Cloud-based apps are fundamental in the workings of the enterprise, but they are under threat from ransomware.
The latest report from Netskope, a cloud access security broker, has revealed how the presence of malware is spreading through cloud apps.
The report suggests that on average there were 26 pieces of malware found in cloud apps across a given organisation.
Of these 26, 43.7% of malware found in enterprises’ cloud apps have delivered ransomware, and 56% of malware-infected files in cloud apps are either being shared with internal or external users, or shared publicly.
Ransomware accounts for nearly half of all malware found in organisations, the report showed.
>See also: How to minimise the impact of ransomware
Increased connectivity, with access to software like the cloud, means that extensive cyber threats have greater access to online systems.
The report, similarly, suggests that within cloud environments, infected and encrypted files can quickly spread to other users through cloud app sync and share functionality in what is known as the fan-out effect.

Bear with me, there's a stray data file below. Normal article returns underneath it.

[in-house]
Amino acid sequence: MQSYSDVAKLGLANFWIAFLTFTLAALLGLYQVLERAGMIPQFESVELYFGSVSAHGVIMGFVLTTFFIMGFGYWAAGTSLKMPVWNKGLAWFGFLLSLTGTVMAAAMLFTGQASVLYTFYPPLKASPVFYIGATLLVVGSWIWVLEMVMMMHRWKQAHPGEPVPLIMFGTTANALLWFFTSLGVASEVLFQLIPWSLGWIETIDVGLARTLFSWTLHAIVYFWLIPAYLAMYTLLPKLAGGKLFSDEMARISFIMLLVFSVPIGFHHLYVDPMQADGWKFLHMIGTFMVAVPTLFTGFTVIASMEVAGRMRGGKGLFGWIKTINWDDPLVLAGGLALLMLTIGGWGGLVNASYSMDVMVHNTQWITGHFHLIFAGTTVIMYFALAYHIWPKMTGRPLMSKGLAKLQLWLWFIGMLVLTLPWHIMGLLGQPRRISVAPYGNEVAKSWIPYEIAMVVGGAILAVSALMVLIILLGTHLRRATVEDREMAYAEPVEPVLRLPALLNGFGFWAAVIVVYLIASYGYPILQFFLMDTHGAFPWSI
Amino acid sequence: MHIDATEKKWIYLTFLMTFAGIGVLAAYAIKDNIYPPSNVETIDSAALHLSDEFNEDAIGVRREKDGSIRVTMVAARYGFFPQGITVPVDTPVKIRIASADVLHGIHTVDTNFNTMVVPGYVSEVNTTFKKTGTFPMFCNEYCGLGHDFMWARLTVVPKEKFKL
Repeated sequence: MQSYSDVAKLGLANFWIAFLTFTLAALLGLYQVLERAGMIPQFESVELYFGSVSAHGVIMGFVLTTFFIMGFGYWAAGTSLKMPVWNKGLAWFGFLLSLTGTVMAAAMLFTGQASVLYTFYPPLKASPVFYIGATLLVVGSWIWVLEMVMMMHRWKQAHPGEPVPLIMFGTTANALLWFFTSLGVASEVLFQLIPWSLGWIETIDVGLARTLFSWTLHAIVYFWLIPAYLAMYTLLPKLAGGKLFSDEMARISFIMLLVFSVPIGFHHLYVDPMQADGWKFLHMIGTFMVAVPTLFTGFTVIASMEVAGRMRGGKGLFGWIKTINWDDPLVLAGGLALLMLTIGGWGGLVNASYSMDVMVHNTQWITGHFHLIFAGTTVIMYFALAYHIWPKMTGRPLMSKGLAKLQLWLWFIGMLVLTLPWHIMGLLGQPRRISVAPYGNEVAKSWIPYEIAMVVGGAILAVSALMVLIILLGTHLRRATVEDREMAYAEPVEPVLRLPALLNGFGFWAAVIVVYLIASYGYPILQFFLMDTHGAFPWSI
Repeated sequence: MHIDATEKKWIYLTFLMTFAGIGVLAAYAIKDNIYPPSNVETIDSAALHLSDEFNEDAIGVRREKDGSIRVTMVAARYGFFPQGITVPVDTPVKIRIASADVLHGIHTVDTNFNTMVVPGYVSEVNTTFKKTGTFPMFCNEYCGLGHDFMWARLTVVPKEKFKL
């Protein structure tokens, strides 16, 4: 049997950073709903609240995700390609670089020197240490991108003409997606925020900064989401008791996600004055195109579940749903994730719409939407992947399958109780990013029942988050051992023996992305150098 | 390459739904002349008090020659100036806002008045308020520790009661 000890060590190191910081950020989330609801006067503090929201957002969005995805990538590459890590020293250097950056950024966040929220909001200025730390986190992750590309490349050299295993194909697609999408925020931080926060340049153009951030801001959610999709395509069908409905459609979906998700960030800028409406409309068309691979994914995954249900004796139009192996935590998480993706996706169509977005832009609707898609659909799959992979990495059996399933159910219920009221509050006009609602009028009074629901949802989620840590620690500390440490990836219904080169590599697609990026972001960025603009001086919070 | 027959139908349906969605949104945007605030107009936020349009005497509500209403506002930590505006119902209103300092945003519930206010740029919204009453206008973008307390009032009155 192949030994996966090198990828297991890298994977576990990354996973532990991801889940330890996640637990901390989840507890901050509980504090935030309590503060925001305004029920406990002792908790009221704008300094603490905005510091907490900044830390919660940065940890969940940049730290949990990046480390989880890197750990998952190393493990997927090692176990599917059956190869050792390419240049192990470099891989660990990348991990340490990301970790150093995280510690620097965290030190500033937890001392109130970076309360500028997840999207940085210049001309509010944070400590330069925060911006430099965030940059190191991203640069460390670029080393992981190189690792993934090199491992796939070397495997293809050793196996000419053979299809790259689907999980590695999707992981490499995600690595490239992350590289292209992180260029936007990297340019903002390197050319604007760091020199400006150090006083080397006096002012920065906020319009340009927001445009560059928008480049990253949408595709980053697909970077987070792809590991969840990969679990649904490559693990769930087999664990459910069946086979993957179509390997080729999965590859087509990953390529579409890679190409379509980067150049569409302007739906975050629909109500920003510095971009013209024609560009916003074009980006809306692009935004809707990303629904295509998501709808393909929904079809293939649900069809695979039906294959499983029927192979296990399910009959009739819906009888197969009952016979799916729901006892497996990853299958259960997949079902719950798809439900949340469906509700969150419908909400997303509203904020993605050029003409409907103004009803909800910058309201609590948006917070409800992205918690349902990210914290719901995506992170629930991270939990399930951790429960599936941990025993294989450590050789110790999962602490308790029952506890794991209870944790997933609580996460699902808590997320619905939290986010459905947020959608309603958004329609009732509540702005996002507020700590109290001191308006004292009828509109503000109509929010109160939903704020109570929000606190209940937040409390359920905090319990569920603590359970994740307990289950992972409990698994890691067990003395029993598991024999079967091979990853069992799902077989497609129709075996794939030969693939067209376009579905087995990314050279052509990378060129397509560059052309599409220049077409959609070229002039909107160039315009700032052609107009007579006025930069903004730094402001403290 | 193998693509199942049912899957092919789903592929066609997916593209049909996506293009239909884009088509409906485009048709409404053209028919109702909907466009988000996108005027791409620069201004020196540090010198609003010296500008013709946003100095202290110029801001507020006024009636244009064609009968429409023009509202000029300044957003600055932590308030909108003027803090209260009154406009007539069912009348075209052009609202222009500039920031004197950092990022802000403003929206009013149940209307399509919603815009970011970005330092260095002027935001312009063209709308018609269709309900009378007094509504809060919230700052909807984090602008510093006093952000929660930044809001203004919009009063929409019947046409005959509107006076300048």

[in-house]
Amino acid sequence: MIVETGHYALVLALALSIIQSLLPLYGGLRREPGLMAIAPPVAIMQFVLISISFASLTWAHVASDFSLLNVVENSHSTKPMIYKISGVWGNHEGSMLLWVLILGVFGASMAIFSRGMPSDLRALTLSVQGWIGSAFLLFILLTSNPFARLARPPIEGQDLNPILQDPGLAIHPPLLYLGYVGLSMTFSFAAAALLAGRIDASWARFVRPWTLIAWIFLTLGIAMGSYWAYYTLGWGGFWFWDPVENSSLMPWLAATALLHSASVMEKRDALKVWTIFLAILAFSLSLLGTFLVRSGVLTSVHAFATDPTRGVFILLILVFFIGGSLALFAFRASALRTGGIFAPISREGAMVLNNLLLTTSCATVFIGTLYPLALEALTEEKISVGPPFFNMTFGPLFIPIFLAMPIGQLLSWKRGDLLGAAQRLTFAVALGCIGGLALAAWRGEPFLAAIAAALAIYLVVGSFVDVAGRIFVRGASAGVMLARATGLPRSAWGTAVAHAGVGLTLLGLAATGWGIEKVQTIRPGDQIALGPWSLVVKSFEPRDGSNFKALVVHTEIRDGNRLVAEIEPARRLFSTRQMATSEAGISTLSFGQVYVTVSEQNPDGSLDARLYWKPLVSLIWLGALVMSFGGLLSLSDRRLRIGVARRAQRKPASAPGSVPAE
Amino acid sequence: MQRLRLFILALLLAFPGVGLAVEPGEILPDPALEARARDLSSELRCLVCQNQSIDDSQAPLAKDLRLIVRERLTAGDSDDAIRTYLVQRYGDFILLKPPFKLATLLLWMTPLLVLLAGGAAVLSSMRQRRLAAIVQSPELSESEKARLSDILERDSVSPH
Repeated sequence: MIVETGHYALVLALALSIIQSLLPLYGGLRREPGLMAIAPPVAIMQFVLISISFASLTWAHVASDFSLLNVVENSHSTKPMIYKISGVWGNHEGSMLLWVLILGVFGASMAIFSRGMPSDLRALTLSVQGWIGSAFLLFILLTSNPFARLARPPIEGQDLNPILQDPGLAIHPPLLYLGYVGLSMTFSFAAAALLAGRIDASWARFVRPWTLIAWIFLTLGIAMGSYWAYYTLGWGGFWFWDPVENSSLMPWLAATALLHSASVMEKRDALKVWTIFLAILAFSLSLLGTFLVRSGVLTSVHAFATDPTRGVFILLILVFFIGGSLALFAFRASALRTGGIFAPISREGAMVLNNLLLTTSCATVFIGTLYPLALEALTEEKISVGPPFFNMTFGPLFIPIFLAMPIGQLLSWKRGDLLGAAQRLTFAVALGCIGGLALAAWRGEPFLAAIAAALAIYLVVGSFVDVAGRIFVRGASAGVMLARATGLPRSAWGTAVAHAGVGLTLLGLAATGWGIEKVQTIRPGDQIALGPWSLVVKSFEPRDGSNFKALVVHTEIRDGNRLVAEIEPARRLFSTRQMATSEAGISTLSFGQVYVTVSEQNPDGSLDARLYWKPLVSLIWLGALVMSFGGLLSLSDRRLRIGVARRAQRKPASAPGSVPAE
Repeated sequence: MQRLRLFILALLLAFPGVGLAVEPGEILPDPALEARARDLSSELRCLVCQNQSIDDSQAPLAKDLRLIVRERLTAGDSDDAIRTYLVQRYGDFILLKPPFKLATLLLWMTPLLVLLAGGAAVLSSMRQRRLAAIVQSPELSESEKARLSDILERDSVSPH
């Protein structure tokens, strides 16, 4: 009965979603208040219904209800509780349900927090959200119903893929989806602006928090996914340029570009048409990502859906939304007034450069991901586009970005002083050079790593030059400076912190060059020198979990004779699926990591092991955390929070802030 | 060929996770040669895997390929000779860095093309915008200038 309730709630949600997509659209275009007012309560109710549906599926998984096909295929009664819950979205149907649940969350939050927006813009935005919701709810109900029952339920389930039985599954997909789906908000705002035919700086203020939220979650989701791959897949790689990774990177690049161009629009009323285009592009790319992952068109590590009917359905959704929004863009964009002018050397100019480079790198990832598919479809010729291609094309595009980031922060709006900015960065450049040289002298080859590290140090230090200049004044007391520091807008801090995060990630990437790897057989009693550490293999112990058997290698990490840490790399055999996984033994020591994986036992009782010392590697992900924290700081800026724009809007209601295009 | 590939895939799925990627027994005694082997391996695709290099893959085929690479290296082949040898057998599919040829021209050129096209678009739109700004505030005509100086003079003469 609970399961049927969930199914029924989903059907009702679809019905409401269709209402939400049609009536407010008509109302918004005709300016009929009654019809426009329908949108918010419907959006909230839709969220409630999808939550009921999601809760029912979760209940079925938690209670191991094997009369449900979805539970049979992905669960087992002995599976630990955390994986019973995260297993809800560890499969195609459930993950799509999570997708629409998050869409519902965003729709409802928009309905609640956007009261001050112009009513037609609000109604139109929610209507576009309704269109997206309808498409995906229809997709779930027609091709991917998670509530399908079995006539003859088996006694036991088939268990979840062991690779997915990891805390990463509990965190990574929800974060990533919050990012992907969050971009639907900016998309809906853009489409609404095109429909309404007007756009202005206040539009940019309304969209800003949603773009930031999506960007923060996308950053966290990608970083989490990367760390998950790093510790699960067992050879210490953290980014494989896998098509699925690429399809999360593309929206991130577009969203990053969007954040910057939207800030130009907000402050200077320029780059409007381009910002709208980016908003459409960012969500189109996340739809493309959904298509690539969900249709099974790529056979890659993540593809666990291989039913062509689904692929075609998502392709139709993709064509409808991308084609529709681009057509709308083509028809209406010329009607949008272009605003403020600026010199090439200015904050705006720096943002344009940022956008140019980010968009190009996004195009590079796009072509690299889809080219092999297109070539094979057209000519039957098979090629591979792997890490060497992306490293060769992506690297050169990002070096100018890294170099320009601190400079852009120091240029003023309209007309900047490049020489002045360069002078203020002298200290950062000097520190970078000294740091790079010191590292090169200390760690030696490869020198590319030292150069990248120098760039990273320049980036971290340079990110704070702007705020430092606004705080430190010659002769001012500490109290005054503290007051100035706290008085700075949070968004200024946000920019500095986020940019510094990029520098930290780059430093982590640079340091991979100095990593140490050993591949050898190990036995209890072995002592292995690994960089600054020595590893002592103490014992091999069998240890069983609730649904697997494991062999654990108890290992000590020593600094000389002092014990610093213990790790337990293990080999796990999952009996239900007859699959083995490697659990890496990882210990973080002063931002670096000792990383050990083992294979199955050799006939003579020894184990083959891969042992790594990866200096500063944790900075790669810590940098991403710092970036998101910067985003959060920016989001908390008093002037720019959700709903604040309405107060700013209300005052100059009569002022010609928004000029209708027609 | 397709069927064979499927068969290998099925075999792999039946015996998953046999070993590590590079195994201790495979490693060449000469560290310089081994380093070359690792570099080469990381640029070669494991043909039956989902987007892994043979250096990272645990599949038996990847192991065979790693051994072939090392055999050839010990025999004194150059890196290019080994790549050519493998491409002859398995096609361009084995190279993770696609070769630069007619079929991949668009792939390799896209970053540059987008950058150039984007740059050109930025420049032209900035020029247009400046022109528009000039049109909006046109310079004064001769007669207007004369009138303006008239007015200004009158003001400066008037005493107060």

On average, the survey found that enterprises use 824 cloud apps (up from 777 last quarter).
>See also: 6 steps to protect your company from crypto-ransomware attacks
Alarmingly, 94% of these apps are not considered “enterprise-ready”, perhaps explaining where the problem lies.
Not being “enterprise-ready” is defined according to the Netskope cloud confidence index scoring system, meaning they lack key functionalities such as security, audit and certification, service-level agreement, legal, privacy, financial viability, and vulnerability remediation.
The responsibility, therefore, should fall on the IT department to ensure the apps being used at their organisations adhere to the functional and secure standards required.
The information shared within these apps should be monitored as well.
Sanjay Beri, founder and CEO of Netskope concludes: “with the rise of ransomware, the cloud threat landscape is now increasingly complicated; IT teams need deeper intelligence, protection, and remediation that can help them stop malware and ransomware in their tracks and prevent them from spreading.”